Three women shared the Nobel Peace Prize announced Friday – Africa’s first democratically elected female president, Ellen Johnson Sirleaf of Liberia; Liberian women’s- rights activist Leymah Gbowee; and democracy activist Tawakkul Karman of Yemen, the first Arab woman to win the prize.
I received a widely circulated email this week, however, about an amazing woman who has not won the Nobel Prize. Irena Sendlerowa, more commonly known as Sendler, was nominated in 2007 but did not meet the criteria of “significant activities during the past two years.” Al Gore and the Intergovernmental Panel on Climate Change shared the prize that year.
Sendler died in 2008 at age 98 in Warsaw, Poland. She has been called the female Oskar Schindler in her home country for saving the lives of more than 2,500 Jews, mostly children, in German-occupied Poland during World War II.
Her incredible story was largely unknown until, according to the Irena Sendler website, in the fall of 1999, a rural Kansas teacher encouraged four students to work on a yearlong National History Day project. The result was “The Life in a Jar,” a dramatic performance of Sendler’s life that has since been presented all over the United States and Europe and is now a book. “The Life in a Jar” students gathered more than 200 letters of support for Sendler’s Nobel nomination. And even though she did not receive the prize, the effort spurred world-wide attention to her story.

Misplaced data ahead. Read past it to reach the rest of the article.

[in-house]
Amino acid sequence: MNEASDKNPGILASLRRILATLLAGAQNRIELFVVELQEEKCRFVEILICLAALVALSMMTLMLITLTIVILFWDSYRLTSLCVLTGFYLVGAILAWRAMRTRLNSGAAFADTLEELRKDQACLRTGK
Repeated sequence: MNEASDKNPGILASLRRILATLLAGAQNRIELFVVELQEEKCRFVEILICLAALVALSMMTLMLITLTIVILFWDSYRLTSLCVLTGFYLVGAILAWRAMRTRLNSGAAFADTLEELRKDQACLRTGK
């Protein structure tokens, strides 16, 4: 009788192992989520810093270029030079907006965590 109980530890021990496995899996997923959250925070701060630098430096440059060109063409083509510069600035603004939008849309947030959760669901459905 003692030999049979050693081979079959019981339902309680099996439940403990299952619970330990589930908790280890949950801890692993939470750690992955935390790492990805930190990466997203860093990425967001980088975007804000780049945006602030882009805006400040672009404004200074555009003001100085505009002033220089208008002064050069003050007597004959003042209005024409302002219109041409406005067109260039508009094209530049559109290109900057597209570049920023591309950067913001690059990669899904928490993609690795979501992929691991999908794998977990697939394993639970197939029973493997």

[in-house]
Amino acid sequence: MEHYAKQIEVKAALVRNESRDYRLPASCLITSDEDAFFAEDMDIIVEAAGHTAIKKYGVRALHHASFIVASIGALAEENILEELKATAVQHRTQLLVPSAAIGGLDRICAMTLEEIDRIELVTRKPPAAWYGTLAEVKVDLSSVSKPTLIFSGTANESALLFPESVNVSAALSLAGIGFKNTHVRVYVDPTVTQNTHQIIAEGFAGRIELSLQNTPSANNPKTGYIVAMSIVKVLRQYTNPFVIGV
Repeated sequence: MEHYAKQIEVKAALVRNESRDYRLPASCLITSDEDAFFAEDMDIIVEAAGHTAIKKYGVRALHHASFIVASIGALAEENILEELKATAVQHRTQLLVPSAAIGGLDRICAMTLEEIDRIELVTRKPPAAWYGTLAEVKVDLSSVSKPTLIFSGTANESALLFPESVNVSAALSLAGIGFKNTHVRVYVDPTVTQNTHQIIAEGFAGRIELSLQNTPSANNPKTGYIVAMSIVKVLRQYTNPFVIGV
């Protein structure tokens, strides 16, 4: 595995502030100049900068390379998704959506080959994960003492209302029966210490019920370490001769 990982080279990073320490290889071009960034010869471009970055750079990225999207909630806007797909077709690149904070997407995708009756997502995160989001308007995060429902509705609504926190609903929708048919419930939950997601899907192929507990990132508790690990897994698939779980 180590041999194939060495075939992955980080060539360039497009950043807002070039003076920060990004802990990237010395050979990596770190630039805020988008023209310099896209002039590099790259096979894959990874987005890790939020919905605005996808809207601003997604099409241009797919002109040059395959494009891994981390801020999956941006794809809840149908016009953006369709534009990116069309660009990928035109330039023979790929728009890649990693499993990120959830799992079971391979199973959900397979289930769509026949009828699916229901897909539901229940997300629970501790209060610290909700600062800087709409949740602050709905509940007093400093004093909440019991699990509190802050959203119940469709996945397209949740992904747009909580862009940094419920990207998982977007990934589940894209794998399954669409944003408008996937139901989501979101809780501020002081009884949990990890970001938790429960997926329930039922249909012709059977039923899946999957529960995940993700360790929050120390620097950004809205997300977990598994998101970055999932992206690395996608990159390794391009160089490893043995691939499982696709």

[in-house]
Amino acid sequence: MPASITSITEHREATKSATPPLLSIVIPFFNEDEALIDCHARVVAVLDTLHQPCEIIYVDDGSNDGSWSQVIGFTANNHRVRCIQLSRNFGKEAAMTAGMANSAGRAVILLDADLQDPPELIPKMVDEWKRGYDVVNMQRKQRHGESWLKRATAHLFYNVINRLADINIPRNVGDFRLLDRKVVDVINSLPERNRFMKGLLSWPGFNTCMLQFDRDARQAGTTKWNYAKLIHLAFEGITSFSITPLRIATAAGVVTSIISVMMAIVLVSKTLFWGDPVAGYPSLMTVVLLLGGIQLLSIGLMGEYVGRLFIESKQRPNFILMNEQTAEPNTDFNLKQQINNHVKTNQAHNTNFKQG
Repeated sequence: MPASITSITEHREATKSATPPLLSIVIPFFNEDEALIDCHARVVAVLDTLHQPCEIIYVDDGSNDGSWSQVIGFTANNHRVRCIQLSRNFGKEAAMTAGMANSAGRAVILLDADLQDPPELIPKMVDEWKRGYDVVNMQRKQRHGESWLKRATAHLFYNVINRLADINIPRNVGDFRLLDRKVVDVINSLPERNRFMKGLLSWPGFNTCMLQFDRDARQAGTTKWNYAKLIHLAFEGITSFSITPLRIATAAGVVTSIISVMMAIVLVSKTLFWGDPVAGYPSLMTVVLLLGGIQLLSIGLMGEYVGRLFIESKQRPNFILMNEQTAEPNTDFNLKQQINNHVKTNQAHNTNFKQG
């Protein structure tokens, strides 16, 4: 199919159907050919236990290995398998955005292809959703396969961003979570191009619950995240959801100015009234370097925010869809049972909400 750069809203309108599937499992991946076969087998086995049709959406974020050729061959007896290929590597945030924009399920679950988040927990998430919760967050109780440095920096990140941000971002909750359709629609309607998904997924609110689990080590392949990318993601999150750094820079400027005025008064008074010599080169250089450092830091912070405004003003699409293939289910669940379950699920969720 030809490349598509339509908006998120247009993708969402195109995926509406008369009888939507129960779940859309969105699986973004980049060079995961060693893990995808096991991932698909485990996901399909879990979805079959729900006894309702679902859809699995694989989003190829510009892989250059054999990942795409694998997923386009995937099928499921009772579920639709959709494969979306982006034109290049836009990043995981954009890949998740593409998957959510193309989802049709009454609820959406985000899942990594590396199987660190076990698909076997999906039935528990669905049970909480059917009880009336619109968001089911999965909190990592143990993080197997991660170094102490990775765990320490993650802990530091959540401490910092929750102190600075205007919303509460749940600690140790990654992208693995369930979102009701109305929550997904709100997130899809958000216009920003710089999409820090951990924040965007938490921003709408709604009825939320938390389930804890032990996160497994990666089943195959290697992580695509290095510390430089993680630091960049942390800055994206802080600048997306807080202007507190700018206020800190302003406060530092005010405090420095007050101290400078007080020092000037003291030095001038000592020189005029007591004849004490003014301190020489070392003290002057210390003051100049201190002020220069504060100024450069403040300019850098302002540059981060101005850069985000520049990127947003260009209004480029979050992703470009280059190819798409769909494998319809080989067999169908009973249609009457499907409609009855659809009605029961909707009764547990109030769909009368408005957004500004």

Sendler was a Polish Catholic who knocked on Jewish doors in the Warsaw Ghetto and, as she said, “tried to talk the mothers out of their children.”
It was in the Warsaw Ghetto that the Jews were herded behind a wall separating them from the rest of the city. Sendler managed to get fake identification to pass herself off as a nurse so she could bring food, medicine and clothing into the ghetto. Eventually it became clear what the Germans were planning to do to the Jews, and Sendler joined the Polish underground organization called Zegota. She recruited close friends, and they began to rescue Jewish children, smuggling them out of the ghetto in suitcases, sacks, boxes, even coffins.
Most of the children were relocated to Roman Catholic convents, orphanages and homes and given non-Jewish aliases. But Sendler recorded their real names and preserved her records on scraps of paper in jars that were buried in a friend’s garden.
Sendler was eventually found out and tortured by the Nazis, once having her feet and legs broken. A Gestapo officer reportedly was bribed by her colleagues and helped her escape.
After the war she dug up the jars with the names of the children she had hoped to return to their families. But for most, there were no families left.